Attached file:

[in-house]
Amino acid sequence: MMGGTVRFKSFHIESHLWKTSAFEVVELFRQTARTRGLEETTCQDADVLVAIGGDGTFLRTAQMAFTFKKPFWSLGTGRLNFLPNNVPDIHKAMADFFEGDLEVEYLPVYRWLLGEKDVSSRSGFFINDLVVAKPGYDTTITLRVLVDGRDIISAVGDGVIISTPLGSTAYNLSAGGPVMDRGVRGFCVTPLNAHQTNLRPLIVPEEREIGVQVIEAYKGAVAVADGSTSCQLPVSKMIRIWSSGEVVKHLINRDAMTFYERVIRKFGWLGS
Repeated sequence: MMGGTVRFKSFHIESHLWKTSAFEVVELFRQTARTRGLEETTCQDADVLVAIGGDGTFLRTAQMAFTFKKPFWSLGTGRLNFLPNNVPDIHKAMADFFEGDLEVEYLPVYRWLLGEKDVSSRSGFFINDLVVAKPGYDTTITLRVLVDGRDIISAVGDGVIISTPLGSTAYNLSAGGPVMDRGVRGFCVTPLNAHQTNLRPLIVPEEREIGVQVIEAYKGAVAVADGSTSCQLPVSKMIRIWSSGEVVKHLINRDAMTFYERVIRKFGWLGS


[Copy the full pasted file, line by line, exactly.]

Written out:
[in-house]
Amino acid sequence: MMGGTVRFKSFHIESHLWKTSAFEVVELFRQTARTRGLEETTCQDADVLVAIGGDGTFLRTAQMAFTFKKPFWSLGTGRLNFLPNNVPDIHKAMADFFEGDLEVEYLPVYRWLLGEKDVSSRSGFFINDLVVAKPGYDTTITLRVLVDGRDIISAVGDGVIISTPLGSTAYNLSAGGPVMDRGVRGFCVTPLNAHQTNLRPLIVPEEREIGVQVIEAYKGAVAVADGSTSCQLPVSKMIRIWSSGEVVKHLINRDAMTFYERVIRKFGWLGS
Repeated sequence: MMGGTVRFKSFHIESHLWKTSAFEVVELFRQTARTRGLEETTCQDADVLVAIGGDGTFLRTAQMAFTFKKPFWSLGTGRLNFLPNNVPDIHKAMADFFEGDLEVEYLPVYRWLLGEKDVSSRSGFFINDLVVAKPGYDTTITLRVLVDGRDIISAVGDGVIISTPLGSTAYNLSAGGPVMDRGVRGFCVTPLNAHQTNLRPLIVPEEREIGVQVIEAYKGAVAVADGSTSCQLPVSKMIRIWSSGEVVKHLINRDAMTFYERVIRKFGWLGS